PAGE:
Workers at the Pennsylvania petrochemical plant where Donald Trump spoke Tuesday were told that if they didn’t attend the event, they either had to use paid time off or receive no pay for the day.

At least some of the workers who attended the speech were instructed not to protest Trump, who told the crowd of workers at the Royal Dutch Shell plant he would be imploring their union leaders to support his reelection.

The instructions to the workers came in a memo.

“Your attendance is not mandatory. This will be considered an excused absence. However, those who are NOT in attendance will not receive overtime pay on Friday,” read part of the memo.

Shell spokesman Curtis Smith confirmed workers were told they would also miss out on some overtime pay if they skipped the event.

The Pittsburgh Post-Gazette, which first reported on the memo and the ultimatum to workers, reported one contractor forwarded the information to workers based on a memo Shell sent to union workers.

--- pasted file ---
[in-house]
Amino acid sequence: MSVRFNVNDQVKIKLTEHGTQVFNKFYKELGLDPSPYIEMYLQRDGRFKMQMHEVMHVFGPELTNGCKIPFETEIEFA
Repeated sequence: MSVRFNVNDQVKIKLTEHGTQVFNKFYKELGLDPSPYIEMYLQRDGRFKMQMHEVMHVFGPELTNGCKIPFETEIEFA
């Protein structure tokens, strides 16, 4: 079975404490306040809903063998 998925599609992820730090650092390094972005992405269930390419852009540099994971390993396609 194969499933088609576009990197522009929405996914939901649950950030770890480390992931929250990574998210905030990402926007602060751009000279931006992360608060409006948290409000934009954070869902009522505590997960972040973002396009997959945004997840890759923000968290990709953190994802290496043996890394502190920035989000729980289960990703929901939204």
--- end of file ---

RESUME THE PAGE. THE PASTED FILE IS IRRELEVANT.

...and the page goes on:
Smith, the spokesman for Shell, said language in the memo relating to workers’ conduct, such as not protesting, did not originate from language passed on by the company.


President Trump speaks before taking a tour of the Pennsylvania Shell ethylene cracker plant.


“It was understood some would choose not to attend the presidential visit and were given the option to take paid time off (PTO) instead.

As with any workweek, if someone chooses to take PTO, they are not eligible to receive maximum overtime,” Smith, the spokesman for Shell said.

The Tuesday Trump speech was an official White House event — not a speech sponsored by the reelection campaign.

Trump told the audience at the plant Tuesday that they should oust their union leaders if they declined to support him.

“I’m going to speak to some of your union leaders to say, ‘I hope you’re going to support Trump.’ Okay?” Trump said. “And if they don’t, vote them the hell out of office because they’re not doing their job. It’s true. It’s true. Vote them out of office.”

The White House did not respond to a request for comment.

“This is just what Shell wanted to do, and we went along with it,” Ken Broadbent, business manager for Steamfitters Local 449, told the newspaper.


Attribution:Pittsburgh Post Gazette
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